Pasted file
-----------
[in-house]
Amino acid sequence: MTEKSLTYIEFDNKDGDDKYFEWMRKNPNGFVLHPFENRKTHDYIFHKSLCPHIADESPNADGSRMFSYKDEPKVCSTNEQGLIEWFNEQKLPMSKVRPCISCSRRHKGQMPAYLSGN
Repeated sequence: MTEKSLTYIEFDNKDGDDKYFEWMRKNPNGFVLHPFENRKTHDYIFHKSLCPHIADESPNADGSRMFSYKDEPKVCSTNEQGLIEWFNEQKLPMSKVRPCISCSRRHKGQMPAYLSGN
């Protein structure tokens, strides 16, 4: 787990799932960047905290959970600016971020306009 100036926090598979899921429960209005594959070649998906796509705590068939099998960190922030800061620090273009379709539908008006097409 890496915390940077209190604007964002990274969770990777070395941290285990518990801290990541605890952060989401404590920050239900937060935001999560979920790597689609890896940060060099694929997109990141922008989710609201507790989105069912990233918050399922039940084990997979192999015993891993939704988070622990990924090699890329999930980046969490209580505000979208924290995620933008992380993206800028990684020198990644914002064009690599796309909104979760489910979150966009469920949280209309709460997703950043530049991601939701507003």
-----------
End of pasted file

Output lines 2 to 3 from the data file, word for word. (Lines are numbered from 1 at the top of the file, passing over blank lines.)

Amino acid sequence: MTEKSLTYIEFDNKDGDDKYFEWMRKNPNGFVLHPFENRKTHDYIFHKSLCPHIADESPNADGSRMFSYKDEPKVCSTNEQGLIEWFNEQKLPMSKVRPCISCSRRHKGQMPAYLSGN
Repeated sequence: MTEKSLTYIEFDNKDGDDKYFEWMRKNPNGFVLHPFENRKTHDYIFHKSLCPHIADESPNADGSRMFSYKDEPKVCSTNEQGLIEWFNEQKLPMSKVRPCISCSRRHKGQMPAYLSGN